Flustered Federer survives Simon ambush
MELBOURNE (Reuters) - Roger Federer flirted with danger before squeaking past unseeded nemesis Gilles Simon 6-2 6-3 4-6 4-6 6-3 to reach the third round of the Australian Open on Wednesday.
Federer had lost both his previous two meetings against Simon, but the 16-times grand slam winner had the measure of the Frenchman on a chilly night in Melbourne -- just.
"Today I got lucky. But it's all about staying alive and moving on," defending champion Federer told reporters.
"I was stressing out (at two sets all) but I thought I played great. I didn't panic and I got through. I handled it well.
"I really enjoyed myself tonight," the second seed added, perhaps a little untruthfully after twanging 53 unforced errors, many of them horribly shanked forehands.
"The fifth set you threw tactics out of the door, because all you want to do is just fight and find an extra gear, which I was able to find."
Federer caught fire early, the Swiss master ripping a forehand down the line to break in the third game and dictate the tone for the first two sets.
With a tormented Simon stalking along the baseline between points cursing his misfortune, it looked all but over after 68 minutes of one-way traffic.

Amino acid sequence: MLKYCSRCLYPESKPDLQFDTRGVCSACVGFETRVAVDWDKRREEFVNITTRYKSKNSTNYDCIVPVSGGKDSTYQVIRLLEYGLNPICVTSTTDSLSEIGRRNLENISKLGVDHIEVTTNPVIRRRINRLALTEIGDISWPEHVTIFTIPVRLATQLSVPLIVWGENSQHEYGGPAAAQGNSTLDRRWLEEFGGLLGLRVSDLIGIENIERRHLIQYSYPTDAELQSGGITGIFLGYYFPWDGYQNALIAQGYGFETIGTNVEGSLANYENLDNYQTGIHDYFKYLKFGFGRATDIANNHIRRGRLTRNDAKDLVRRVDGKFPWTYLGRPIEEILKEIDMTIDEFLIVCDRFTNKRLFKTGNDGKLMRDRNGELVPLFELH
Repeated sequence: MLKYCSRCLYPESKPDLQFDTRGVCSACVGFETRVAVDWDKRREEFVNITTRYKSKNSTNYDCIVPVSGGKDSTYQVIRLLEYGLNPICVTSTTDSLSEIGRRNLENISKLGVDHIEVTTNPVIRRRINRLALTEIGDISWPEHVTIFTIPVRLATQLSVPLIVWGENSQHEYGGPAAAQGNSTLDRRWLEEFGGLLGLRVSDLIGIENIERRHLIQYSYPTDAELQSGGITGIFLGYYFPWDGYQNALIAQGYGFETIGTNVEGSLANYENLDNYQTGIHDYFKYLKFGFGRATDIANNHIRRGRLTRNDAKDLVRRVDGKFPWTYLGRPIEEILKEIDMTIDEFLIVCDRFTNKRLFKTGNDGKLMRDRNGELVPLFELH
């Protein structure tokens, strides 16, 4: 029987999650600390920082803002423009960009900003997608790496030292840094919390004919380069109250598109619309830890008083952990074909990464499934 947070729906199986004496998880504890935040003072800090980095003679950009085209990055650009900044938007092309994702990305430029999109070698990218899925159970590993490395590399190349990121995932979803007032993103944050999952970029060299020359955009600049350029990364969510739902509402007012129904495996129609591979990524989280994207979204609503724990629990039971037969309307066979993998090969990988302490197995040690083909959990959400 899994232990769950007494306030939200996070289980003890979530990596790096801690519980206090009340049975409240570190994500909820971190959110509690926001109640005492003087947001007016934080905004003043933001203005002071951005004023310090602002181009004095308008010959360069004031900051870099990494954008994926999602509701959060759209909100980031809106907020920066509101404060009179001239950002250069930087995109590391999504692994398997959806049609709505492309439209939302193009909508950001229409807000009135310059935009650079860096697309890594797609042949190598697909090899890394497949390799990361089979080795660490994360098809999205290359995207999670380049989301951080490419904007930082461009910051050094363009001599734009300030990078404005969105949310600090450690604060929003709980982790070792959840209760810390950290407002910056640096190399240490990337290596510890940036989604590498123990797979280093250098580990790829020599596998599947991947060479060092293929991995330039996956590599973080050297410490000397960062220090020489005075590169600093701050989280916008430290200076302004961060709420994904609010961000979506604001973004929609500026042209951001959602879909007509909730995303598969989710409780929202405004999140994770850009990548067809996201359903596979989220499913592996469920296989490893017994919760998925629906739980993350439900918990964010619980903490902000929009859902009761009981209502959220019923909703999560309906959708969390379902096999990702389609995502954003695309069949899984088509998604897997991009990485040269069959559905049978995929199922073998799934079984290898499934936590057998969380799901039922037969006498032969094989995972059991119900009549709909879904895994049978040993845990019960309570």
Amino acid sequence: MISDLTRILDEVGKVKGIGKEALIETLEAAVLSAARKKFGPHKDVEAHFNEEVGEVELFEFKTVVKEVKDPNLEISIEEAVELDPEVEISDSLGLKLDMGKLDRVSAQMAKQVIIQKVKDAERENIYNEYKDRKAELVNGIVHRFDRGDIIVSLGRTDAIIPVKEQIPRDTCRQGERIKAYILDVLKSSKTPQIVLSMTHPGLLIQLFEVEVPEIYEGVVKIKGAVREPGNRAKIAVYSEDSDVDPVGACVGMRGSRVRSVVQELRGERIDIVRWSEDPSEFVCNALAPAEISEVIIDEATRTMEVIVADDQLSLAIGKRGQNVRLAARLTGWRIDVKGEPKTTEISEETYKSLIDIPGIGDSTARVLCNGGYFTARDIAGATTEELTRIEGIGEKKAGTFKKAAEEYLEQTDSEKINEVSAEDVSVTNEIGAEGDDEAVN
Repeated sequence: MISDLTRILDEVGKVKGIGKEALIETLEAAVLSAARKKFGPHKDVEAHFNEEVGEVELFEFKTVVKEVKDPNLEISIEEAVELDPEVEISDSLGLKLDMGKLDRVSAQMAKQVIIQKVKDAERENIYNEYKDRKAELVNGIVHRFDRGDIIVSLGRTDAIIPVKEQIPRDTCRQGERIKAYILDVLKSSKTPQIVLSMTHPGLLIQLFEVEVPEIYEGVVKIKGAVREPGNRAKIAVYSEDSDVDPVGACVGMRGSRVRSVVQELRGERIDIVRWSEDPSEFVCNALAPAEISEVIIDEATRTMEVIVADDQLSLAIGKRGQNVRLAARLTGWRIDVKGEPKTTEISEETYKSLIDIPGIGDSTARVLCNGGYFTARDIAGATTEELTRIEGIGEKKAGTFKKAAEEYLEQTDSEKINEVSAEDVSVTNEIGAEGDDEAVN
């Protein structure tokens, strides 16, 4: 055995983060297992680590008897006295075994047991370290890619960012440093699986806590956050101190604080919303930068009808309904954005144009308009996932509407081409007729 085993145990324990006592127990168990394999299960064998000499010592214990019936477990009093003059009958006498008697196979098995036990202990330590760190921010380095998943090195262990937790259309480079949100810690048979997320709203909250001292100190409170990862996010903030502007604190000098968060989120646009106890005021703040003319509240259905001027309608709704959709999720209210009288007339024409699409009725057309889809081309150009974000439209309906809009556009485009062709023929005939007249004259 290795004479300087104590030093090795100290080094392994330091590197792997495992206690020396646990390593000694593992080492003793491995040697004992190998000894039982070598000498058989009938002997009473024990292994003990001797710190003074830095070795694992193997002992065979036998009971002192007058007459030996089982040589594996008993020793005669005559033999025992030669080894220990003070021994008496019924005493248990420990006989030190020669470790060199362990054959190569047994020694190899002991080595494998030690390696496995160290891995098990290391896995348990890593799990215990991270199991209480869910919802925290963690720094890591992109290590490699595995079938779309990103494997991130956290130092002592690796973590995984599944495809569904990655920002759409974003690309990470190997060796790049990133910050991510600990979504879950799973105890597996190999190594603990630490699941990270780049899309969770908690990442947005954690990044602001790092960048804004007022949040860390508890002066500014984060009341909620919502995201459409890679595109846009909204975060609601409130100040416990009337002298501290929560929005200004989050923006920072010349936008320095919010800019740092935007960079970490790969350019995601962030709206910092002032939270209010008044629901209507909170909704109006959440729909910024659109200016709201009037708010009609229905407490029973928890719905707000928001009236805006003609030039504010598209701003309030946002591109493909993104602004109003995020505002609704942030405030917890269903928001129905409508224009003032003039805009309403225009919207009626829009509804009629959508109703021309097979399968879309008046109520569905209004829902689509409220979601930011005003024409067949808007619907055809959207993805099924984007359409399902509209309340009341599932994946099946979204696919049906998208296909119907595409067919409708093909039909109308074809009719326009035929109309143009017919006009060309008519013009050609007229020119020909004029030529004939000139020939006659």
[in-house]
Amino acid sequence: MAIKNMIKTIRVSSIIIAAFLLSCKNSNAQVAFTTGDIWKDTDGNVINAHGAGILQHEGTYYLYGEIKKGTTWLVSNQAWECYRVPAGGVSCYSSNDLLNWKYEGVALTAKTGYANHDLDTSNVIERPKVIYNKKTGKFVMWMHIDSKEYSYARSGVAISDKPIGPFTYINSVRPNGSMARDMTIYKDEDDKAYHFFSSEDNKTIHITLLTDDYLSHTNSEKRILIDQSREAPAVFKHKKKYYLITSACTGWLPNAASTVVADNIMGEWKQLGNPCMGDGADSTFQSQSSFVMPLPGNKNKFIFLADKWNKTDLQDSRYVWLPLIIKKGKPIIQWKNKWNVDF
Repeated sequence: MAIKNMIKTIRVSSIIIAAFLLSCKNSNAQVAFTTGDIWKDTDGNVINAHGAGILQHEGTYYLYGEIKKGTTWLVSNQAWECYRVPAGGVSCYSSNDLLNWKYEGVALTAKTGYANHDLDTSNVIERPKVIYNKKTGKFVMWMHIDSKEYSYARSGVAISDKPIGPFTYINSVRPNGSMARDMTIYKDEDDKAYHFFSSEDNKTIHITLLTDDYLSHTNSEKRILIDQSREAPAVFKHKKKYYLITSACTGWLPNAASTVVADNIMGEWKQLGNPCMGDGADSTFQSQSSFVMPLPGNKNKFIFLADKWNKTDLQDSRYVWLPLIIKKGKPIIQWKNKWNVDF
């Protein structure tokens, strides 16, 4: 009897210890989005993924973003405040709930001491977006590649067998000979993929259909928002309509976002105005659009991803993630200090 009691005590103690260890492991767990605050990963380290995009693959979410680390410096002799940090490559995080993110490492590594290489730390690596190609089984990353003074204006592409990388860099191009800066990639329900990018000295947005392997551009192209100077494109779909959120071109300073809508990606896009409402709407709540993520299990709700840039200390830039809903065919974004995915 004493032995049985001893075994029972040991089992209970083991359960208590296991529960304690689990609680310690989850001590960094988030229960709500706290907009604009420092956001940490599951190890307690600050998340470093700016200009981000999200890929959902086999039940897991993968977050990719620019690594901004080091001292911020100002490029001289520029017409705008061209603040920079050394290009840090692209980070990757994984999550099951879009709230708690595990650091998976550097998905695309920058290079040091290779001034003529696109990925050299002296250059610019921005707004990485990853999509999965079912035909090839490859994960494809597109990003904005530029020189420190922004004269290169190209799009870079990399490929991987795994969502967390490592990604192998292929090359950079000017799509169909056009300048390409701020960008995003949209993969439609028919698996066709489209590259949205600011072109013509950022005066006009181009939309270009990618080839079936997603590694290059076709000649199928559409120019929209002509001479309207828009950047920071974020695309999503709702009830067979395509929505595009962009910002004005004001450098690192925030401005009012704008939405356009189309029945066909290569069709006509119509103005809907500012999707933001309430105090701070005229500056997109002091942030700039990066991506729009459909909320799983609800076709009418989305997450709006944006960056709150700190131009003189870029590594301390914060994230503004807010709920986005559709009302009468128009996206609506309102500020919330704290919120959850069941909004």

But Simon, who won in Sydney in the run-up to the year's first grand slam, bravely clawed his way back onto level terms as Federer's magic suddenly deserted him.
Federer, tension etched all over his face, demonstrated nerves of steel, however, just when it looked as though Superman had left the building.
The 29-year-old, who holds an astonishing 165-0 record after winning the first two sets, threaded a forehand down the line to break for 4-2 in the fifth set.
With wife Mirka barely able to watch after he frittered away four match points, Federer finally ended a tortuous three hours and 14 minutes by drilling an 11th ace deep into the corner.
"I'm just sad that I had to play Roger this soon in the tournament," said a dejected Simon, who rose as high as sixth in the world in 2009. "I had to hit everything and take risks.
"The problem is I lost second round. Tomorrow you will forget it and I will have to work for the next tournament."
(Editing by Kevin Fylan and Pritha Sarkar)